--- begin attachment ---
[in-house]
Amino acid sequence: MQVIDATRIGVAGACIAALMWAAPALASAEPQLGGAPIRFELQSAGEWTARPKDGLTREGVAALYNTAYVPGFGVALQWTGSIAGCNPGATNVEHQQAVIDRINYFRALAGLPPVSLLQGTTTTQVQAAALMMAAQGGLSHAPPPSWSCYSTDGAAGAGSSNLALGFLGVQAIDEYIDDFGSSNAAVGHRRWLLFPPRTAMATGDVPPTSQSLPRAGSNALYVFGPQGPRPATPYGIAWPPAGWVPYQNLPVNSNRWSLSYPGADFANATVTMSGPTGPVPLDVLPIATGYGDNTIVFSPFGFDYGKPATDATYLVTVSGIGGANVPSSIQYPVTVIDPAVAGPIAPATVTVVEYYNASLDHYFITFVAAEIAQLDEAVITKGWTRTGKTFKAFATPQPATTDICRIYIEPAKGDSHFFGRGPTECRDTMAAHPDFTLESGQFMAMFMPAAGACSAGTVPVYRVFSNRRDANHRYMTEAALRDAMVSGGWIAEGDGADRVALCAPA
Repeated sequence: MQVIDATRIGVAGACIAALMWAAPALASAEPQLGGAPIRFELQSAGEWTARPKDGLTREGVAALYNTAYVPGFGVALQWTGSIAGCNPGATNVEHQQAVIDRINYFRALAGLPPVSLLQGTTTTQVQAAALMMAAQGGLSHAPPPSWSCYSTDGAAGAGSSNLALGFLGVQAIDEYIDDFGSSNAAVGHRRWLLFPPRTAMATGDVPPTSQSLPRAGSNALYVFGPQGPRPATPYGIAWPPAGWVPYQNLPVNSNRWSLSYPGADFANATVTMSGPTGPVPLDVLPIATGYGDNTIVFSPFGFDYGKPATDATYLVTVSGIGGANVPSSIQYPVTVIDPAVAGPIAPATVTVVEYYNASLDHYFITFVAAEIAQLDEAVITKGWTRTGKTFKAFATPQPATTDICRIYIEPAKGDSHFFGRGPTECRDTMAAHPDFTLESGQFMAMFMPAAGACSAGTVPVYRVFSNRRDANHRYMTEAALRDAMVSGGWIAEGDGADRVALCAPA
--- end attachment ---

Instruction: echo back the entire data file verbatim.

[in-house]
Amino acid sequence: MQVIDATRIGVAGACIAALMWAAPALASAEPQLGGAPIRFELQSAGEWTARPKDGLTREGVAALYNTAYVPGFGVALQWTGSIAGCNPGATNVEHQQAVIDRINYFRALAGLPPVSLLQGTTTTQVQAAALMMAAQGGLSHAPPPSWSCYSTDGAAGAGSSNLALGFLGVQAIDEYIDDFGSSNAAVGHRRWLLFPPRTAMATGDVPPTSQSLPRAGSNALYVFGPQGPRPATPYGIAWPPAGWVPYQNLPVNSNRWSLSYPGADFANATVTMSGPTGPVPLDVLPIATGYGDNTIVFSPFGFDYGKPATDATYLVTVSGIGGANVPSSIQYPVTVIDPAVAGPIAPATVTVVEYYNASLDHYFITFVAAEIAQLDEAVITKGWTRTGKTFKAFATPQPATTDICRIYIEPAKGDSHFFGRGPTECRDTMAAHPDFTLESGQFMAMFMPAAGACSAGTVPVYRVFSNRRDANHRYMTEAALRDAMVSGGWIAEGDGADRVALCAPA
Repeated sequence: MQVIDATRIGVAGACIAALMWAAPALASAEPQLGGAPIRFELQSAGEWTARPKDGLTREGVAALYNTAYVPGFGVALQWTGSIAGCNPGATNVEHQQAVIDRINYFRALAGLPPVSLLQGTTTTQVQAAALMMAAQGGLSHAPPPSWSCYSTDGAAGAGSSNLALGFLGVQAIDEYIDDFGSSNAAVGHRRWLLFPPRTAMATGDVPPTSQSLPRAGSNALYVFGPQGPRPATPYGIAWPPAGWVPYQNLPVNSNRWSLSYPGADFANATVTMSGPTGPVPLDVLPIATGYGDNTIVFSPFGFDYGKPATDATYLVTVSGIGGANVPSSIQYPVTVIDPAVAGPIAPATVTVVEYYNASLDHYFITFVAAEIAQLDEAVITKGWTRTGKTFKAFATPQPATTDICRIYIEPAKGDSHFFGRGPTECRDTMAAHPDFTLESGQFMAMFMPAAGACSAGTVPVYRVFSNRRDANHRYMTEAALRDAMVSGGWIAEGDGADRVALCAPA